<%@ page import="java.net.InetAddress" %> <html> <body> <% java.util.Date date = new java.util.Date(); InetAddress inetAddress = InetAddress.getLocalHost(); %> The time is <% out.println( date ); out.println("<br>Your server's hostname is "+inetAddress.getHostName()); %> <br> </body> </html>

Note

The following procedure assumes that you are already familiar with the basics of creating stacks, adding instances to layers, and so on. If you are new to AWS OpsWorks Stacks, you should first see Getting Started with Chef 11 Linux Stacks.

To deploy a JSP page from an Amazon S3 archive

  1. Create a stack with a Java App Server layer, add a 24/7 instance to the layer, and start it.

  2. Copy the code to a file named simplejsp.jsp, put the file in a folder named simplejsp, and create a .zip archive of the folder. The names are arbitrary; you can use any file or folder names that you want. You can also use other types of archive, including gzip, bzip2, tarball, or Java WAR file. Note that AWS OpsWorks Stacks does not support uncompressed tarballs. To deploy multiple JSP pages, include them in the same archive.

  3. Upload the archive to an Amazon S3 bucket and make the file public. Copy the file's URL for later use . For more information on how to create buckets and upload files, go to Get Started With Amazon Simple Storage Service.

  4. Add an app to the stack and specify following settings:

    • NameSimpleJSP

    • App typeJava

    • Repository typeHttp Archive

    • Repository URL – the Amazon S3 URL of your archive file. It should look something like https://s3.amazonaws.com/jsp_example/simplejsp.zip.

    Use the default values for the remaining settings and then click Add App to create the app.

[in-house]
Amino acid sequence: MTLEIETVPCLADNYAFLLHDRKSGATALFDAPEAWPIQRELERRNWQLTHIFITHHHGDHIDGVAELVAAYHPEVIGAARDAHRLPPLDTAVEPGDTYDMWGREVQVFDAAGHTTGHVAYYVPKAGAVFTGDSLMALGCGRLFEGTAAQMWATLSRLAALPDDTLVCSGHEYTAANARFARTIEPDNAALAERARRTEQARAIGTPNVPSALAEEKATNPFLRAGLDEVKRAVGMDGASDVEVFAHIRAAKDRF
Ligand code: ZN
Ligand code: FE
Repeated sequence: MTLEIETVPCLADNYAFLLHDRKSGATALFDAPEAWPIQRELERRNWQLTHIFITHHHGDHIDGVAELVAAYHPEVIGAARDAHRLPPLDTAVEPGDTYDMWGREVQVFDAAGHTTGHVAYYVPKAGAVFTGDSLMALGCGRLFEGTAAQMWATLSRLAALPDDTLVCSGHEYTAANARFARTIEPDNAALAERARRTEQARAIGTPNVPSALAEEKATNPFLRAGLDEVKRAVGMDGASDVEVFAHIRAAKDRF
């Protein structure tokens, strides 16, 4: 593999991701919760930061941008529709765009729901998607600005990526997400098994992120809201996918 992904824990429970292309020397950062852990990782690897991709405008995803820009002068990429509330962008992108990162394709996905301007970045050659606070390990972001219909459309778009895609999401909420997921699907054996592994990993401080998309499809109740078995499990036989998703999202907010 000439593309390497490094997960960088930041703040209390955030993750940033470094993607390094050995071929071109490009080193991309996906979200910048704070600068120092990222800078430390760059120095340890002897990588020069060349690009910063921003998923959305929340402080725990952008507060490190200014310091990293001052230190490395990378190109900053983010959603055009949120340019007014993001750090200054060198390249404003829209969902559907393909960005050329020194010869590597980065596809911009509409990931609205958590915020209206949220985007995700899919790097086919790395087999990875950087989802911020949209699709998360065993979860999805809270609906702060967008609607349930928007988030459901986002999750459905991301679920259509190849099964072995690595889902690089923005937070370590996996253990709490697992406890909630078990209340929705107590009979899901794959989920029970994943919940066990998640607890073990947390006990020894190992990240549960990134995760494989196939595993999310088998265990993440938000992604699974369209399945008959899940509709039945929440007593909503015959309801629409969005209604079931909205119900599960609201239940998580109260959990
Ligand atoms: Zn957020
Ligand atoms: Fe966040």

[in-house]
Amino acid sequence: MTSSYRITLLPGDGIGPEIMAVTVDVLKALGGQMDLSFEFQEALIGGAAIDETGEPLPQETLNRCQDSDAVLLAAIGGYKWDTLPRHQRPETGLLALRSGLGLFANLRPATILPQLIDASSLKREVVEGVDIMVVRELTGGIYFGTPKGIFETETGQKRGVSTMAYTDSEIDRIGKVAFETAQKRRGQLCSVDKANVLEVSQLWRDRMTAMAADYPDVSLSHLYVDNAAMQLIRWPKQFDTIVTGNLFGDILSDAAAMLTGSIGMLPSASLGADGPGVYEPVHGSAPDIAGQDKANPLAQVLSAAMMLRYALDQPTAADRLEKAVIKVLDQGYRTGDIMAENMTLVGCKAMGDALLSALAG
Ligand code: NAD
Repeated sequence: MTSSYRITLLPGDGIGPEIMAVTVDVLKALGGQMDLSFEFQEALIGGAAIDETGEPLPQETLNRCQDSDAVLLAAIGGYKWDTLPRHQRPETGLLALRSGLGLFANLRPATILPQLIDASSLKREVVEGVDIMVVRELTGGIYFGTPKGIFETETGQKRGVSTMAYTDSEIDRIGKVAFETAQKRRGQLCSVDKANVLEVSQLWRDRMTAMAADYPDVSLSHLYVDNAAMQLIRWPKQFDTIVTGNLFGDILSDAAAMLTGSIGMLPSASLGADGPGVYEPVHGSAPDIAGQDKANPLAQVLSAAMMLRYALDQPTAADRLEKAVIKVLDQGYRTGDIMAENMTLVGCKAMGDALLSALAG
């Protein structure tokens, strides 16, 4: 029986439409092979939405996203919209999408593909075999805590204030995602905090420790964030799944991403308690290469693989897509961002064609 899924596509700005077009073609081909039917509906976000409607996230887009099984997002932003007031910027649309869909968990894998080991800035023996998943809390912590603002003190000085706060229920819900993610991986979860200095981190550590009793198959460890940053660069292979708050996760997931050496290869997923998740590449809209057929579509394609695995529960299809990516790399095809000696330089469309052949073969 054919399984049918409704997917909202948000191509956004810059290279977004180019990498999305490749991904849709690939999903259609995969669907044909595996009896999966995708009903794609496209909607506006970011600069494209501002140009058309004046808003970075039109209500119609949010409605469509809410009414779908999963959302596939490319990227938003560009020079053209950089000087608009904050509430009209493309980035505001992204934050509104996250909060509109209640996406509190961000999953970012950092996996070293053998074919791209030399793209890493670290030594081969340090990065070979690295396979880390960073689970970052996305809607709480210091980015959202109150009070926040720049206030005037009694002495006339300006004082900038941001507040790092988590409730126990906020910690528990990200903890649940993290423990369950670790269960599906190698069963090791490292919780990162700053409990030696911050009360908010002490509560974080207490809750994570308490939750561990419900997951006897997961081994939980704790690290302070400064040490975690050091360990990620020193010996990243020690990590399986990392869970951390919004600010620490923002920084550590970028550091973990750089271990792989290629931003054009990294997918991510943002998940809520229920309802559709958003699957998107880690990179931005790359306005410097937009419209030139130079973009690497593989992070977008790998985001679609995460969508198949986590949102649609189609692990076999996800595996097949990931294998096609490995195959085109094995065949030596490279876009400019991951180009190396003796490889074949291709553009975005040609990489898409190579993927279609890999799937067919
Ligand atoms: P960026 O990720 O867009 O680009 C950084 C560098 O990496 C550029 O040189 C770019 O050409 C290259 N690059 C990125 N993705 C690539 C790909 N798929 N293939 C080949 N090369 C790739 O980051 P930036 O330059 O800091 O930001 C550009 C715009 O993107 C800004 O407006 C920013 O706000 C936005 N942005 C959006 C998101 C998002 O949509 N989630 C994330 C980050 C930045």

5. Deploy the app to the Java App Server instance.

You can now go to the app's URL and view the app. If you have not specified a domain, you can construct a URL by using either the instance's public IP address or its public DNS name. To get an instance's public IP address or public DNS name, go the AWS OpsWorks Stacks console and click the instance's name on the Instances page to open its details page.

The rest of URL depends on the app's short name, which is a lowercase name that AWS OpsWorks Stacks generates from the app name that you specified when you created the app. For example the short name of SimpleJSP is simplejsp. You can get an app's short name from its details page.

  • If the short name is root, you can use either http://public_DNS/appname.jsp or http://public_IP/appname.jsp.

  • Otherwise, you can use either http://public_DNS/app_shortname/appname.jsp or http://public_IP/app_shortname/appname.jsp.

If you have specified a domain for the app, the URL is http://domain/appname.jsp.

The URL for the example would be something like http://192.0.2.0/simplejsp/simplejsp.jsp.